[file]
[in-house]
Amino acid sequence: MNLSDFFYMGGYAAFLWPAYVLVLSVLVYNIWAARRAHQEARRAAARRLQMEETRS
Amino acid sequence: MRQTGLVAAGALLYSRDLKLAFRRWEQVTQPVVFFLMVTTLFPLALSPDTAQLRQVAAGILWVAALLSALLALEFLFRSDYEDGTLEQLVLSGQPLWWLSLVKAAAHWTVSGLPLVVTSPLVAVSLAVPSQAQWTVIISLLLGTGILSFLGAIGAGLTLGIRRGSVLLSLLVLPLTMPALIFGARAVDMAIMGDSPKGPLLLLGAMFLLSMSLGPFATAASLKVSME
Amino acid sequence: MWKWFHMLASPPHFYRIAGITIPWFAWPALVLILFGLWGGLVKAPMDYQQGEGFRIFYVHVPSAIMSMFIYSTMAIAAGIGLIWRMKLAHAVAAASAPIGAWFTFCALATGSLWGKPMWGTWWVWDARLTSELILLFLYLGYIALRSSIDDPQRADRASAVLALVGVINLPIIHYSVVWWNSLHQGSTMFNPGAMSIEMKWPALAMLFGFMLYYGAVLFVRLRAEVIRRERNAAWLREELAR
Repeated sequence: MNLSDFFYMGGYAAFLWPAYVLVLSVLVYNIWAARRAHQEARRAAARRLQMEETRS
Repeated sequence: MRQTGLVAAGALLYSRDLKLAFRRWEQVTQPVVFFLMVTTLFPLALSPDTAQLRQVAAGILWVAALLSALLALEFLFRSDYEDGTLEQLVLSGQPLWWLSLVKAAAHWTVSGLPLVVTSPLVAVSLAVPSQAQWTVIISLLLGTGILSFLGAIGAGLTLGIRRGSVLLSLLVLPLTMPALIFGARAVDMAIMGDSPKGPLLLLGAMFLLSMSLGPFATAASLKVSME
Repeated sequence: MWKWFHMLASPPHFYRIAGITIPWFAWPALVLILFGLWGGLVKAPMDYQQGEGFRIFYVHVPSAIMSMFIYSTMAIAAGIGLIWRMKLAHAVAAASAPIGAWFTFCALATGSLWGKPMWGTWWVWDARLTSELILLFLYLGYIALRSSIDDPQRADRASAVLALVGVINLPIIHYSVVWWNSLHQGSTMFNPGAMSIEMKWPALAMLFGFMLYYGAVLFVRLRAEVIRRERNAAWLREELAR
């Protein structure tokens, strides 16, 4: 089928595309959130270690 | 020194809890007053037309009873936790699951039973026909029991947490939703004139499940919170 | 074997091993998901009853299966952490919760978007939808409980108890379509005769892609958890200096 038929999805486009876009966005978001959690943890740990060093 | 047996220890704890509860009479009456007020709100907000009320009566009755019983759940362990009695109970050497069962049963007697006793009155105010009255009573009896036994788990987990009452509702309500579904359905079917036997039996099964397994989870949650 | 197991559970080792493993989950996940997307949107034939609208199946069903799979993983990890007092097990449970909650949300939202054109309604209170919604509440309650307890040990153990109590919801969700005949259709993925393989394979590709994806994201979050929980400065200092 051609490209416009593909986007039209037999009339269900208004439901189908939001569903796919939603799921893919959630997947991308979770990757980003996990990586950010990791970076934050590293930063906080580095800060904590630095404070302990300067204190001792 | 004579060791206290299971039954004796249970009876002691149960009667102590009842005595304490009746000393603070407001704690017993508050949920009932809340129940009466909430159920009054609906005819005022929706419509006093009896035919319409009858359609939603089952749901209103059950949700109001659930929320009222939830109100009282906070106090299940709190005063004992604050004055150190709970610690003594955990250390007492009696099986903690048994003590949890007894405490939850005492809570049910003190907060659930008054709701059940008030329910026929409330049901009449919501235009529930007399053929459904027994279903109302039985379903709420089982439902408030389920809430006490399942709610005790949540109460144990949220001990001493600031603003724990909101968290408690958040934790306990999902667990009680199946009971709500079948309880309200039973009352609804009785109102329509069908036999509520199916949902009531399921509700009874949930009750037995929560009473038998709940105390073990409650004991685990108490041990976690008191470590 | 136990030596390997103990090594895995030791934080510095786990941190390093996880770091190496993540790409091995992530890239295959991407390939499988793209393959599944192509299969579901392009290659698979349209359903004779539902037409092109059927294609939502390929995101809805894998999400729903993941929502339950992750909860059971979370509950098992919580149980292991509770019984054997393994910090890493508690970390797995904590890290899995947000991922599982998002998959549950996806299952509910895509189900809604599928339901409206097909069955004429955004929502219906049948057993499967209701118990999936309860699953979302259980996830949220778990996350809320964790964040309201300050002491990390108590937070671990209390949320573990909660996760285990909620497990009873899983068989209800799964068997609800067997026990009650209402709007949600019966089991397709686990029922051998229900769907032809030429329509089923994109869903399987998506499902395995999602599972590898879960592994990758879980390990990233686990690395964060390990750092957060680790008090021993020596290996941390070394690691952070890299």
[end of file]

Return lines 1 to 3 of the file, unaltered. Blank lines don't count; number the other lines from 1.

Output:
[in-house]
Amino acid sequence: MNLSDFFYMGGYAAFLWPAYVLVLSVLVYNIWAARRAHQEARRAAARRLQMEETRS
Amino acid sequence: MRQTGLVAAGALLYSRDLKLAFRRWEQVTQPVVFFLMVTTLFPLALSPDTAQLRQVAAGILWVAALLSALLALEFLFRSDYEDGTLEQLVLSGQPLWWLSLVKAAAHWTVSGLPLVVTSPLVAVSLAVPSQAQWTVIISLLLGTGILSFLGAIGAGLTLGIRRGSVLLSLLVLPLTMPALIFGARAVDMAIMGDSPKGPLLLLGAMFLLSMSLGPFATAASLKVSME